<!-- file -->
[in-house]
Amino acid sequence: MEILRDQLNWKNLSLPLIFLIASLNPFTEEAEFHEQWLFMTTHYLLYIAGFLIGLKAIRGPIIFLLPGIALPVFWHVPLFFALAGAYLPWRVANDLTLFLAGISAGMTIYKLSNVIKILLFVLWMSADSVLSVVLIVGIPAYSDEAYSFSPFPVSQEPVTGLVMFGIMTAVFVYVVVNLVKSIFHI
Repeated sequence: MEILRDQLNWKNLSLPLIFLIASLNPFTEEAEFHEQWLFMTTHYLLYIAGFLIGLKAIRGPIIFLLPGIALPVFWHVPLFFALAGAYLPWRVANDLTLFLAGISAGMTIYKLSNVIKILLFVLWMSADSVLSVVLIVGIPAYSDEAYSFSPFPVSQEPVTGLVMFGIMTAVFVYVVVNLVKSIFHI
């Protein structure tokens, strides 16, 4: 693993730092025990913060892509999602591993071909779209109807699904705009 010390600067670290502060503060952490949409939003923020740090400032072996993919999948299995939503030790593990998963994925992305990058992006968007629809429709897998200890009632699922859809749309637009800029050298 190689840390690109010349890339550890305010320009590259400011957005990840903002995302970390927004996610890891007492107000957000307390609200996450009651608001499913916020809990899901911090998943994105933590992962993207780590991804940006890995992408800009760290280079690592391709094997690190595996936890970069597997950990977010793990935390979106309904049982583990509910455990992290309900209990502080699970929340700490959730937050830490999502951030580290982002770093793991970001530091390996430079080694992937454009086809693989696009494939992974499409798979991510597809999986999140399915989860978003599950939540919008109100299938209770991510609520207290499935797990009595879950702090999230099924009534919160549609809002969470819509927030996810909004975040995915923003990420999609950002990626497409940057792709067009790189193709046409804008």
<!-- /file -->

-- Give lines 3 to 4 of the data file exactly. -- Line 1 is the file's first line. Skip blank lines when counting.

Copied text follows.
Repeated sequence: MEILRDQLNWKNLSLPLIFLIASLNPFTEEAEFHEQWLFMTTHYLLYIAGFLIGLKAIRGPIIFLLPGIALPVFWHVPLFFALAGAYLPWRVANDLTLFLAGISAGMTIYKLSNVIKILLFVLWMSADSVLSVVLIVGIPAYSDEAYSFSPFPVSQEPVTGLVMFGIMTAVFVYVVVNLVKSIFHI
């Protein structure tokens, strides 16, 4: 693993730092025990913060892509999602591993071909779209109807699904705009 010390600067670290502060503060952490949409939003923020740090400032072996993919999948299995939503030790593990998963994925992305990058992006968007629809429709897998200890009632699922859809749309637009800029050298 190689840390690109010349890339550890305010320009590259400011957005990840903002995302970390927004996610890891007492107000957000307390609200996450009651608001499913916020809990899901911090998943994105933590992962993207780590991804940006890995992408800009760290280079690592391709094997690190595996936890970069597997950990977010793990935390979106309904049982583990509910455990992290309900209990502080699970929340700490959730937050830490999502951030580290982002770093793991970001530091390996430079080694992937454009086809693989696009494939992974499409798979991510597809999986999140399915989860978003599950939540919008109100299938209770991510609520207290499935797990009595879950702090999230099924009534919160549609809002969470819509927030996810909004975040995915923003990420999609950002990626497409940057792709067009790189193709046409804008």